Record Spring Rain and Snow Pose Major Flood Risks for the West and Missouri River
Record Spring Rain and Snow Pose Major Flood Risks in the West and along the Missouri River
With the Mississippi River now slowly receding from its record crest at the end of May a new major flood risk is developing along the Missouri River from Montana to Nebraska and snowmelt is likely to create significant flooding in many river valleys and lakes throughout the Rocky Mountain region.
Missouri River Flooding
National Weather Service Hydrologist Mark Fuchs warned on Thursday (June 2nd) that “nearly every reservoir in the Missouri River Basin has been completely used up, with releases from five to six dams on the upper Missouri exceeding 100,000 cubic feet per second (cfs), higher than any of them have ever experienced.” Historic flooding along the length of the river from Montana to Nebraska is likely to rival the record crests observed during the great flood of 1993.
The heaviest observed monthly rainfall on record during May in portions of Montana, combined with the melting of near-record snow packs, is the culprit leading to this situation. Billings, Montana recorded 9.54” in May, obliterating its former single-wettest month on record of 7.71” set in May of 1981 (the average annual precipitation for Billings is just 14.5”!). An all-time 24-hour rainfall of 3.35” was observed on May 24-25 in the city (old record was 3.19” on April 27-28, 1978). Almost every site in eastern Montana, eastern Wyoming, and western South Dakota recorded their wettest May on record. Portions of western North Dakota and eastern Montana have also endured their snowiest winter season on record (including Williston, North Dakota with 107.2” and Glasgow, Montana with 108.6”) and the melting of this has filled local reservoirs to the brim.
Tributaries to the Missouri, such as the Souris River in North Dakota and the North Platte River in Nebraska, are already flooding at all-time record heights.
Any additional rainfall across the region and snow melt from the Montana Rockies will likely cause a record crest to develop on the upper Missouri River that will work its way downstream to the Mississippi at St. Louis sometime later this month. Cities that are likely to be affected by flooding of record proportions include Williston and Bismarck, North Dakota; Pierre, the state capital of South Dakota, Sioux City, Iowa, and even perhaps Kansas City, Missouri.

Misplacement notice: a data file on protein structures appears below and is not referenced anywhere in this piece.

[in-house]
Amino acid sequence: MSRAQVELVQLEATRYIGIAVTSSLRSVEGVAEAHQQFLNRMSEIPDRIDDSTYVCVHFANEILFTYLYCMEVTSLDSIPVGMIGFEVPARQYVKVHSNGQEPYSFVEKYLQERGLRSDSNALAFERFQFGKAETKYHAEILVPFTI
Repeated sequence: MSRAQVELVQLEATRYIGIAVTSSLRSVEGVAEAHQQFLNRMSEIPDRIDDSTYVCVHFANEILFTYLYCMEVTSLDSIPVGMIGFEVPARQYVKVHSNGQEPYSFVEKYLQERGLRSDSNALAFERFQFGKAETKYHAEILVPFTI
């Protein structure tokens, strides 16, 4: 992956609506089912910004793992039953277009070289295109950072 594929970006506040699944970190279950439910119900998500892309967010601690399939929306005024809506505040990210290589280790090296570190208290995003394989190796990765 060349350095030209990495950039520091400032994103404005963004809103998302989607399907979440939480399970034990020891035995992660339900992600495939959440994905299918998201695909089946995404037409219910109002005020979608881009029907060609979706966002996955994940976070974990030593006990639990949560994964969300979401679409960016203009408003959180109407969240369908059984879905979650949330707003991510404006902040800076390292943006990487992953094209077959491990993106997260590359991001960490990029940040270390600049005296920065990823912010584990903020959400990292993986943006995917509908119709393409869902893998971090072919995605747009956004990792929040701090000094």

The Missouri River has already begun to overflow its banks at Sioux City, Iowa as the photo taken on May 31st indicates. Photo from Associated Press.
Below are the flood stage predictions for the Missouri River from Sioux City to St. Charles (where the Missouri River reaches the Mississippi):
The worst flood in modern history of the Missouri River was that of 1993, ironically the same as the last time (previous to this year) that the Mississippi recorded its greatest flood on record. I say ironically because in 1993 the two rivers flooded for the same reason (heavy spring rains) and at the same time, yet this year the two rivers are flooding at different times for slightly different reasons; still because of record spring rains but this time with upstream snow melt more in the equation.
Rocky Mountain Region Flooding Potential
The extraordinary snowfall season of 2010-2011 continues into June for the Central and Northern Rocky Mountain and Intermountain Regions. Ely, Nevada just received an additional 9.0” of snow on May 28-29 breaking the town’s all-time snowiest season on record with a total of 110.4” (amazingly the previous record was just last season with 107.0”—-records go back to 1890). In Colorado the snow depths at the 10,000' snotel locations are still running as high as 169” (14 feet deep!) at Tower site. Even at the relatively low site of Dry Lake at 8,400” the snow is still an impressive 41” deep as of June 2. In Wyoming snow depths are still over 120” (10 feet)at most 10,000-foot snotel sites, and in Utah Snowbird still has 135” on the ground at the 9,640-foot level. The deepest snow in the nation, however, is in California’s Sierra where 181” (15 feet) remains on the ground at Leavitt Lake, 9,400’. Donner Summit has so far recorded over 800” of snow this season with more expected this weekend. Its all-time seasonal snowfall record of 819” (set in 1937-1938) is in jeopardy.
All of this is probably going to melt very quickly this month and send torrents water into the valley streams, rivers, and lakes. Furthermore, low elevation sites such as Salt Lake City have experienced their wettest spring on record: Salt Lake City has just completed its wettest three month (March-May) period on record with 11.73” of precipitation (previous record was 10.39” during March-May 1876). It is very likely that Salt Lake City will see some serious urban flooding later this month. The last big snowmelt flood in the city occurred in May 1983.
Downtown Salt Lake City’s streets turned into rivers in late May and early June 1983 following a rapid warm up that melted deep snow in the Wasatch Mountains. Here pedestrians cross a makeshift bridge at the intersection of State Street and 100 South Street. The Federal Building is in the background. Photo from National Weather Service archives.
The Great Salt Lake is no longer in danger of flooding since pumps were installed on the west side of the lake in 1987 to pump water into the desert.
To keep track of the coming floods in the West and along the Missouri River follow wunderground.com's severe weather alerts page for the latest information.